Topo Athletic Mtn Racer vs. Mtn Racer 2
As I just mentioned, one of the biggest changes to the Mtn Racer 2 relative to the original version is the switch to Topo’s ZipFoam midsole material. Like the original version of the shoe, the Mtn Racer 2 features a triple-density midsole, with areas of softer and firmer cushioning to provide a mix of cushion and support. But rather than the standard EVA foam used in the Mtn Racer’s midsole, the Mtn Racer 2 features Topo’s (allegedly) softer and springier ZipFoam EVA compound.
The Mtn Racer 2 also features a completely redesigned upper. The original Mtn Racer used a fairly thick, rip-stop nylon upper material, but the Mtn Racer 2 features a more traditional-looking mesh upper with synthetic overlays for extra support. Topo also added an external rigid heel counter to the Mtn Racer 2 to provide a more secure, locked-down fit in the heel.
As per usual, we highly recommend trying on the Mtn Racer 2 in person if possible. With that in mind, I’ll provide some context on how the shoe fits my fairly narrow, low-volume feet and on how it compares to similar shoes from other brands.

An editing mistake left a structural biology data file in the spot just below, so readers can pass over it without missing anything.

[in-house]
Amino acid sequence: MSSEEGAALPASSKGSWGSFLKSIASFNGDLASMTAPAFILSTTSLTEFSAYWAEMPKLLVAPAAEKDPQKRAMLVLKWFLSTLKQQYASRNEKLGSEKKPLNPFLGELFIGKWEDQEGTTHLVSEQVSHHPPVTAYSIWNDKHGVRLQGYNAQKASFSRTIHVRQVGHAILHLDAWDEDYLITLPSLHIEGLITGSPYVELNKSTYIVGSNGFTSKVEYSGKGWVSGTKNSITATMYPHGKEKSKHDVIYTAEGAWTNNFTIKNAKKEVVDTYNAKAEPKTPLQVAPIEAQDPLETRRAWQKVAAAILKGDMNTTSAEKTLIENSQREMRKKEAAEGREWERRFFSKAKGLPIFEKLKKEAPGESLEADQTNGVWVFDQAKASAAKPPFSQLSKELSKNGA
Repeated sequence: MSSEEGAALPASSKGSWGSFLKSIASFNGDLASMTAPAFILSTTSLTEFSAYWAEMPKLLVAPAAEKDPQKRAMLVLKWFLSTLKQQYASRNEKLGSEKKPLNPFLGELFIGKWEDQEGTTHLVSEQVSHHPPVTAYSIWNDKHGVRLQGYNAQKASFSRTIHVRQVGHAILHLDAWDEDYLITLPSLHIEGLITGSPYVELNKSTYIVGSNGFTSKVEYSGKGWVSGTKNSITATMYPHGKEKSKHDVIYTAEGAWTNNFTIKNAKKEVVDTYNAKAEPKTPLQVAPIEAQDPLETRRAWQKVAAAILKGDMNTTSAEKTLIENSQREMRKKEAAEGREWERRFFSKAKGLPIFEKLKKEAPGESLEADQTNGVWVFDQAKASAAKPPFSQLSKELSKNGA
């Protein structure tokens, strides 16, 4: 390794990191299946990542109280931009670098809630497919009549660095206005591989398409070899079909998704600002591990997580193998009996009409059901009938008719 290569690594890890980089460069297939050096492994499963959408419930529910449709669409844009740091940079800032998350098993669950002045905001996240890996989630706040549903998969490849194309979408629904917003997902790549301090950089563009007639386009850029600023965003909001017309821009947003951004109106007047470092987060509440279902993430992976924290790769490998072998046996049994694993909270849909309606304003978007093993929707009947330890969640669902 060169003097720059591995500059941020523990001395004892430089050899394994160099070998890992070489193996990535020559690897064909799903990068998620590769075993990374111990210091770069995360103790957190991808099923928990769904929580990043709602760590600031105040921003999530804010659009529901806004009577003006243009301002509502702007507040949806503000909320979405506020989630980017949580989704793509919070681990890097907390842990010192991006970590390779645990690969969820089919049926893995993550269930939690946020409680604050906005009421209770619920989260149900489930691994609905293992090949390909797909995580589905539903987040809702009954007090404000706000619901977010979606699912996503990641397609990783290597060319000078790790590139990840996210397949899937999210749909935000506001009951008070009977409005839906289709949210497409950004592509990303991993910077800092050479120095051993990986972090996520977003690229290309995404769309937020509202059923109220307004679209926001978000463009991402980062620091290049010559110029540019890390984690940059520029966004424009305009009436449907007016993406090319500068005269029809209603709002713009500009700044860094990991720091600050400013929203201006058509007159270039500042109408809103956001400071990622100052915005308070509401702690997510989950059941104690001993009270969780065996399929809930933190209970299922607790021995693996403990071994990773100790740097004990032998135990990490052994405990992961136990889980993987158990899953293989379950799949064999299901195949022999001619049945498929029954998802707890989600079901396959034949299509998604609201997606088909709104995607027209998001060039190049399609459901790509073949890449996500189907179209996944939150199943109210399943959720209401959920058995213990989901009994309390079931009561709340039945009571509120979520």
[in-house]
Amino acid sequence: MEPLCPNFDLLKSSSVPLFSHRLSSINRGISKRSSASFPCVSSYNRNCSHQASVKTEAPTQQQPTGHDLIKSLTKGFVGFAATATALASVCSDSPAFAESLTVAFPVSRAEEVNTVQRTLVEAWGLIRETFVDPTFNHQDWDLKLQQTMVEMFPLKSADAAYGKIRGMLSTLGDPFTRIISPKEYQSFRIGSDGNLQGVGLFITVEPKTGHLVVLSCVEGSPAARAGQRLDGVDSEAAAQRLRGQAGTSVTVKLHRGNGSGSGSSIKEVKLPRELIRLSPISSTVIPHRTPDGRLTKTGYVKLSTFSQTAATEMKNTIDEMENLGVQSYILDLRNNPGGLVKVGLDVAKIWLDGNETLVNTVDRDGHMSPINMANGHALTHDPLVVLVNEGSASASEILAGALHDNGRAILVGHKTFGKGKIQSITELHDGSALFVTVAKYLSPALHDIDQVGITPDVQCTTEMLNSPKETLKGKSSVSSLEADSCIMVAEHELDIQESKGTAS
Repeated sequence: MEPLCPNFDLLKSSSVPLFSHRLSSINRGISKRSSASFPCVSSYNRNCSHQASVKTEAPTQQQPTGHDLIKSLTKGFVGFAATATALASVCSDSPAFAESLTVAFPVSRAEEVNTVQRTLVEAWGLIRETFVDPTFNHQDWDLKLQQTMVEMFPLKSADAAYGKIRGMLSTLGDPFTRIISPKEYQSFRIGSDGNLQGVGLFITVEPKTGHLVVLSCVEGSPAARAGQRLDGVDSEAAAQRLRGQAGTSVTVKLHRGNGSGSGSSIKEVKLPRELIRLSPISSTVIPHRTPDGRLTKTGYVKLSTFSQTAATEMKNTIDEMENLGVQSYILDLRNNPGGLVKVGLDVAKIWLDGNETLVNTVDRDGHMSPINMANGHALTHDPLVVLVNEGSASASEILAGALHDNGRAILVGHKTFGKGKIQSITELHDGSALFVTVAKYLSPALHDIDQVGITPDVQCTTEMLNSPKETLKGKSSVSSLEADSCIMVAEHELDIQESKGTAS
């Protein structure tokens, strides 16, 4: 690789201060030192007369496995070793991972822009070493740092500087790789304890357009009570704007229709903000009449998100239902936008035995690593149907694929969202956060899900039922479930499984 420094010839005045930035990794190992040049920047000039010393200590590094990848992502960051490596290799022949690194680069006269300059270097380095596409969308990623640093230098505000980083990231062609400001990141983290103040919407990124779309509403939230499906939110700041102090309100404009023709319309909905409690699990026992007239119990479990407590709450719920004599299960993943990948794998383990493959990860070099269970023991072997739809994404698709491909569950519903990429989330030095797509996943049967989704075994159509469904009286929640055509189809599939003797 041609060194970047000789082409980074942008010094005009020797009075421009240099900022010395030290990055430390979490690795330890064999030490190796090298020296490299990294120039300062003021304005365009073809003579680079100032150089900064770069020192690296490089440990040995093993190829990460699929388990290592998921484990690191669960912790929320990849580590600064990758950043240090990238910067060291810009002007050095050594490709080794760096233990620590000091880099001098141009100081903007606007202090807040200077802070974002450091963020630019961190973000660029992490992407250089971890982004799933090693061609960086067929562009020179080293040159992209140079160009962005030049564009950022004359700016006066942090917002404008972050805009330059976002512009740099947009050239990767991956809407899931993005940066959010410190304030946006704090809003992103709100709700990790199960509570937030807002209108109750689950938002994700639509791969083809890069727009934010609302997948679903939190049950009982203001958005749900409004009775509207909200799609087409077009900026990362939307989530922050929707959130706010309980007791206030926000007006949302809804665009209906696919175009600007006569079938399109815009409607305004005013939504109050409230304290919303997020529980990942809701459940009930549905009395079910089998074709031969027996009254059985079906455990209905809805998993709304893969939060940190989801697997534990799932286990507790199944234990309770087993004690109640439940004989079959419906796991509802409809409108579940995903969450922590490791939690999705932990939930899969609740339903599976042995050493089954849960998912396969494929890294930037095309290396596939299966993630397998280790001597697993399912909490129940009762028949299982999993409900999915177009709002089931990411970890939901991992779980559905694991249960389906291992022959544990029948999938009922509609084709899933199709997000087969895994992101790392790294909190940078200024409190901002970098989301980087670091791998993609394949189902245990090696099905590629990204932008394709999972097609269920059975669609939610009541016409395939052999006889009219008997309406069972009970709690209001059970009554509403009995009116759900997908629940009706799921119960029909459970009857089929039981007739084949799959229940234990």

I wear a US Men’s 11.5 in shoes from most brands, and the Mtn Racer 2 seems to fit true to size — an 11.5 provides plenty of room in the toe box without being overly long or sloppy. Aside from sizing, the Mtn Racer 2 fits very similarly to the first version of the shoe. Like all of Topo’s shoes, it has a wide, rounded toe box that provides much more room for toe-splay than the more pointed toe boxes on shoes like the Hoka One One EVO Speedgoat. As with the original Mtn Racer, the Mtn Racer 2 feels very similar to the Altra Timp 2 or Superior 4.5 as far as toe box width is concerned.